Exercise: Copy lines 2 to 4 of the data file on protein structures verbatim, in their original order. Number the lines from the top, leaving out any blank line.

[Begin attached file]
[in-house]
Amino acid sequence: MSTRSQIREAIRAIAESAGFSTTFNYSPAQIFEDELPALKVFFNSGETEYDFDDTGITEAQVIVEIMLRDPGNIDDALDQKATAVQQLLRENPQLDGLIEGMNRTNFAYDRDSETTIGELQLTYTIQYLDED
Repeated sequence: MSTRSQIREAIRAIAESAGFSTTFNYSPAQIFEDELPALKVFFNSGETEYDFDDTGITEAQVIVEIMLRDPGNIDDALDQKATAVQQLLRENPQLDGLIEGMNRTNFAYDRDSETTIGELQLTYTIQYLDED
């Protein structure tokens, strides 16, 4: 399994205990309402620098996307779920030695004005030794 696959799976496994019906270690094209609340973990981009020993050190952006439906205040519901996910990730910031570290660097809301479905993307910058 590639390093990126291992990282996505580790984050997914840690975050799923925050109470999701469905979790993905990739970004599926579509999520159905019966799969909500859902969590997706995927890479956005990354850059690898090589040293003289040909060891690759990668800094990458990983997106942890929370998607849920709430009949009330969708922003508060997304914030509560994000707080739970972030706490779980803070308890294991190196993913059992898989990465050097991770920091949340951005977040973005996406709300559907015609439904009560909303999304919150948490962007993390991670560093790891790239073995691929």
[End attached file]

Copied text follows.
Amino acid sequence: MSTRSQIREAIRAIAESAGFSTTFNYSPAQIFEDELPALKVFFNSGETEYDFDDTGITEAQVIVEIMLRDPGNIDDALDQKATAVQQLLRENPQLDGLIEGMNRTNFAYDRDSETTIGELQLTYTIQYLDED
Repeated sequence: MSTRSQIREAIRAIAESAGFSTTFNYSPAQIFEDELPALKVFFNSGETEYDFDDTGITEAQVIVEIMLRDPGNIDDALDQKATAVQQLLRENPQLDGLIEGMNRTNFAYDRDSETTIGELQLTYTIQYLDED
């Protein structure tokens, strides 16, 4: 399994205990309402620098996307779920030695004005030794 696959799976496994019906270690094209609340973990981009020993050190952006439906205040519901996910990730910031570290660097809301479905993307910058 590639390093990126291992990282996505580790984050997914840690975050799923925050109470999701469905979790993905990739970004599926579509999520159905019966799969909500859902969590997706995927890479956005990354850059690898090589040293003289040909060891690759990668800094990458990983997106942890929370998607849920709430009949009330969708922003508060997304914030509560994000707080739970972030706490779980803070308890294991190196993913059992898989990465050097991770920091949340951005977040973005996406709300559907015609439904009560909303999304919150948490962007993390991670560093790891790239073995691929």